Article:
Hair loss is a common complaint, capable of causing significant psychological distress. A new study reveals how hair loss might vary by season, which the researchers say could help to assess treatment regimens for the condition.
According to the American Hair Loss Association, around two thirds of men in the United States will experience some degree of hair loss by the age of 35. And, by the age of 50, it is estimated that around 85 percent of men in the U.S. will have lost a significant amount of hair.
But contrary to popular belief, hair loss is not just a man’s issue; around 40 percent of hair loss in the U.S. occurs in women. For both sexes, androgenetic alopecia — also known as male or female pattern baldness — is the most common form of hair loss.
In men, this condition is characterized by a receding hairline and thinning on the crown, which may eventually lead to baldness. Women with androgenetic alopecia tend to experience hair thinning all over the head, but it rarely progresses to complete baldness.
Speaking to Medical News Today, study co-author Dr. Shawn Kwatra — from the Department of Dermatology at Johns Hopkins University School of Medicine in Baltimore, MD — said that patients often complain that hair loss is more severe in the summer or the fall.
“We looked through the literature,” added Dr. Kwatra, “and found a few studies that looked at hair trichograms and noted increased shedding in the summer and fall months.”
He and his team decided to investigate the association between seasonality and hair loss further by analyzing global data from Google Trends, which is an online database that has collected information on Google search results since 2004.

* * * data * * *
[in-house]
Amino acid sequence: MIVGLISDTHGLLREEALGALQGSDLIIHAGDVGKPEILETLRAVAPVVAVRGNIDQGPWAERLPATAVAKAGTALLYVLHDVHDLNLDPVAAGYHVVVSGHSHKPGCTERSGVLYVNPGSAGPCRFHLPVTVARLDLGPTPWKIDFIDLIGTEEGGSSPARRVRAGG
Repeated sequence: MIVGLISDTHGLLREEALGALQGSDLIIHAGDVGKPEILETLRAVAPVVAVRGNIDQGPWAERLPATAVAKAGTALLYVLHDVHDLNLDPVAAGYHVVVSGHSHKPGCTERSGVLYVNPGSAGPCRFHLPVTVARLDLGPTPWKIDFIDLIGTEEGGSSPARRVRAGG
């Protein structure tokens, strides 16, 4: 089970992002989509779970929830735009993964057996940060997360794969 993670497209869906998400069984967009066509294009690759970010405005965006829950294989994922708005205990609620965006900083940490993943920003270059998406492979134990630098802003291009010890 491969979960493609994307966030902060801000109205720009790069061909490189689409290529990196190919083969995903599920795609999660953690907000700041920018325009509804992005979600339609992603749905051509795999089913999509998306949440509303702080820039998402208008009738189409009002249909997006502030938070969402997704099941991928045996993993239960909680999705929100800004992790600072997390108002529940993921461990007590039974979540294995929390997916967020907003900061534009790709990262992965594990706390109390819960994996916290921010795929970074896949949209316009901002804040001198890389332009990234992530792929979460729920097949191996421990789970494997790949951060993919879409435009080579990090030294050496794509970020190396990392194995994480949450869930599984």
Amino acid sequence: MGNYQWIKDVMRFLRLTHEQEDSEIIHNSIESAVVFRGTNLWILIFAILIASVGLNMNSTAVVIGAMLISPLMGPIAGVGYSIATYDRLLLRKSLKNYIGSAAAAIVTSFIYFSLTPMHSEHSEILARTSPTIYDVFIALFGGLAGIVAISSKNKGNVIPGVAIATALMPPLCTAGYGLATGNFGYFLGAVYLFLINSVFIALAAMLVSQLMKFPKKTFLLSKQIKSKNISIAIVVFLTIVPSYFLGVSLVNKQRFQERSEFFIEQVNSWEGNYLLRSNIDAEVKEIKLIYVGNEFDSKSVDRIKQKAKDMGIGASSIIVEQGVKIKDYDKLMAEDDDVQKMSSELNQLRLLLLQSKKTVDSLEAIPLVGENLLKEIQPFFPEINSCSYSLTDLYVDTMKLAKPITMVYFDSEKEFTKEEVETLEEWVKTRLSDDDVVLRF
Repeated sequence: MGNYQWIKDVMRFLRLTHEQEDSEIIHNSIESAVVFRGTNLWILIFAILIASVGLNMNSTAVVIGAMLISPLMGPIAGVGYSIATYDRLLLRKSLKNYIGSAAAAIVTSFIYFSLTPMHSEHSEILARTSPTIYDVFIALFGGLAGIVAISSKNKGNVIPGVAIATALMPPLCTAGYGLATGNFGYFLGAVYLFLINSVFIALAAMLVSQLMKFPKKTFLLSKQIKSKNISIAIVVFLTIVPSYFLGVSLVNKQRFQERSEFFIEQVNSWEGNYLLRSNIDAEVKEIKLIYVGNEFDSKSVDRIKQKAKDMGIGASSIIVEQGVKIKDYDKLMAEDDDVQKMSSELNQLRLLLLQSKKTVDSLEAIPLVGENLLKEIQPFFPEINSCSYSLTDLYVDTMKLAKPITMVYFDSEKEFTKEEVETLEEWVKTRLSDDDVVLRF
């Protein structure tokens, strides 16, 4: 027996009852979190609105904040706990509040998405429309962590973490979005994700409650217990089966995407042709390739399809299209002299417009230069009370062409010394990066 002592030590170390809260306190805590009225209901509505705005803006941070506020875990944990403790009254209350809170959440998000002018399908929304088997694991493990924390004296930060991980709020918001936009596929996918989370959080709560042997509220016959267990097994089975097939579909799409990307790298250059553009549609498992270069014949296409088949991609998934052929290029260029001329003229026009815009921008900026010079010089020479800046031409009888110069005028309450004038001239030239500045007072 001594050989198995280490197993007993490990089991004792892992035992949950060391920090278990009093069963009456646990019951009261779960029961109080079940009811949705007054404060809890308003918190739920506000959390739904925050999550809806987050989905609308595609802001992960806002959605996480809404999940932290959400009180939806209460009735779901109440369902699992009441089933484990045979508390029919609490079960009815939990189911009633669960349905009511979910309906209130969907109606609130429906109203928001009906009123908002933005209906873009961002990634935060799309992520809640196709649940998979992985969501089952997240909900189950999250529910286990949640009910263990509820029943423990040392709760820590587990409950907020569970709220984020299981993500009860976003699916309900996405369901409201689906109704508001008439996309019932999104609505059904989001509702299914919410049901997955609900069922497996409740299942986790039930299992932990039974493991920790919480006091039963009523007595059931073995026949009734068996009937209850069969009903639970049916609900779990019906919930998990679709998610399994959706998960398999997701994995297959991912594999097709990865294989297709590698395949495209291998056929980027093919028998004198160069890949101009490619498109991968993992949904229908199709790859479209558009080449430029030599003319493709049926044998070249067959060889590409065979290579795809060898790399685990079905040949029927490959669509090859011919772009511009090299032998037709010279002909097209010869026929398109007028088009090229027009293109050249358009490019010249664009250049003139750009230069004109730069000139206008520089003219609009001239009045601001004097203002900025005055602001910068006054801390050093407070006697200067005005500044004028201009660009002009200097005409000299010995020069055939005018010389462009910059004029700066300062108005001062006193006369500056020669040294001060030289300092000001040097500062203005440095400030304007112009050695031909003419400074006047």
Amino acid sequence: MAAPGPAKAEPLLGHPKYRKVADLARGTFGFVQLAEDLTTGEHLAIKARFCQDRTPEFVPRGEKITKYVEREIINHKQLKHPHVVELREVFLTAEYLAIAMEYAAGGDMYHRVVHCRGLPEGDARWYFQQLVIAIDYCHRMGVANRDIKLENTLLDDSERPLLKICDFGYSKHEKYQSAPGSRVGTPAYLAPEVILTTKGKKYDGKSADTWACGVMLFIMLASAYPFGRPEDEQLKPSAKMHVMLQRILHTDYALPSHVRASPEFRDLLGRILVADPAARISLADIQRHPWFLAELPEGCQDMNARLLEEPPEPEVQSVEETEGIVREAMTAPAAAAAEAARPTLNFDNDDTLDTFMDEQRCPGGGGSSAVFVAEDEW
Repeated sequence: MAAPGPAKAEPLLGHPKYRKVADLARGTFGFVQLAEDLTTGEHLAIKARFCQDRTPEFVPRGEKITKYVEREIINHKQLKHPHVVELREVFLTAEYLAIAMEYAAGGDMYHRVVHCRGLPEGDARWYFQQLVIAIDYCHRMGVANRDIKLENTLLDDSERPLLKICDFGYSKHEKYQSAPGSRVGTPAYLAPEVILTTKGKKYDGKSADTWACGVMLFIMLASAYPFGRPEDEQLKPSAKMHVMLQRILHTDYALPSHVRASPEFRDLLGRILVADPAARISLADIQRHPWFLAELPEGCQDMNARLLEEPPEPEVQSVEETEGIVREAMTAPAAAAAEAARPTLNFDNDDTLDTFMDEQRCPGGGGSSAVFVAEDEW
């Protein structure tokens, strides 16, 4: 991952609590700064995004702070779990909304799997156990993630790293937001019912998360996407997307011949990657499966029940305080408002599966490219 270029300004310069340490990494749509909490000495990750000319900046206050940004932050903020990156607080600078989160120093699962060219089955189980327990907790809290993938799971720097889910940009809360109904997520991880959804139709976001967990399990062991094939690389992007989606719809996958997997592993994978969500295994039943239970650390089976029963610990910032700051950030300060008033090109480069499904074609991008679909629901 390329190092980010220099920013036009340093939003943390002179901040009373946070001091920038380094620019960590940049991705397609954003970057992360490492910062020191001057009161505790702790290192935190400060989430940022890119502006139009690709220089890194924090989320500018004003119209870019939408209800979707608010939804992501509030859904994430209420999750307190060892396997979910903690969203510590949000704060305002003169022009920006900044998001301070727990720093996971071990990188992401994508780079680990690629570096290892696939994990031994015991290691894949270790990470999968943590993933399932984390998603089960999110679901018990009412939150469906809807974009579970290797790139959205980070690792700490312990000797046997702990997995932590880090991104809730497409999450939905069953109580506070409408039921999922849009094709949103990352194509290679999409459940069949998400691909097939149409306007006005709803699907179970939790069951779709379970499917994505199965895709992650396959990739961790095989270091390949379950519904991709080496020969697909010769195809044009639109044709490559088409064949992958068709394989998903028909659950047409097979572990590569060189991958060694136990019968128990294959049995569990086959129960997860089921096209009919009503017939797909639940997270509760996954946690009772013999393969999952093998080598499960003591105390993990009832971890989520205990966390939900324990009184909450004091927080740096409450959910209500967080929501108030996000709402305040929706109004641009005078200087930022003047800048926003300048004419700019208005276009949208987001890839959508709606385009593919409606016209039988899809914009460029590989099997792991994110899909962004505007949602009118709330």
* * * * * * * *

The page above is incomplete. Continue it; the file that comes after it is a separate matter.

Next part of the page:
The researchers recently published their findings in the British Journal of Dermatology.
They looked specifically at monthly search volume index (SVI) data for the term “hair loss” between January 2004 and October 2016.
The team identified the top 15 countries by hair loss SVI. For their final analysis, they selected four countries with the highest populations in each hemisphere. These included the U.S., the United Kingdom, Canada, Australia, India, South Africa, New Zealand, and Mauritius.
The researchers used meteorological definitions to allocate a season to each country, and data on monthly temperatures were gathered using information from the National Oceanic and Atmospheric Administration.
Using the Multivariable Prais-Winsten time series, the team estimated how season influenced hair loss SVI.
The study indicated that hair loss is more common in summer and fall than in winter and spring, supporting previous research and clinical observations.
“What is also interesting is that seasonal variations in hair loss also occurs in animals and has been noted in studies with rhesus monkeys, cats, and dogs. In particular, seasonal flank alopecia has been described in dogs,” Dr. Kwatra told MNT.
The researchers believe that their findings may help patients to better assess the efficacy of current hair loss treatments, and the results may even provide relief to some individuals.
“People who report mild hair loss in the summer and fall months should be reassured that this is likely a normal finding.”
Dr. Shawn Kwatra
The researchers also note that temperature was found to play a role in hair loss seasonality, but their study did not account for other possible contributing factors, such as variations in ultraviolet radiation.
“Future studies should examine physiological changes in human hair during the seasons,” Dr. Kwatra told MNT.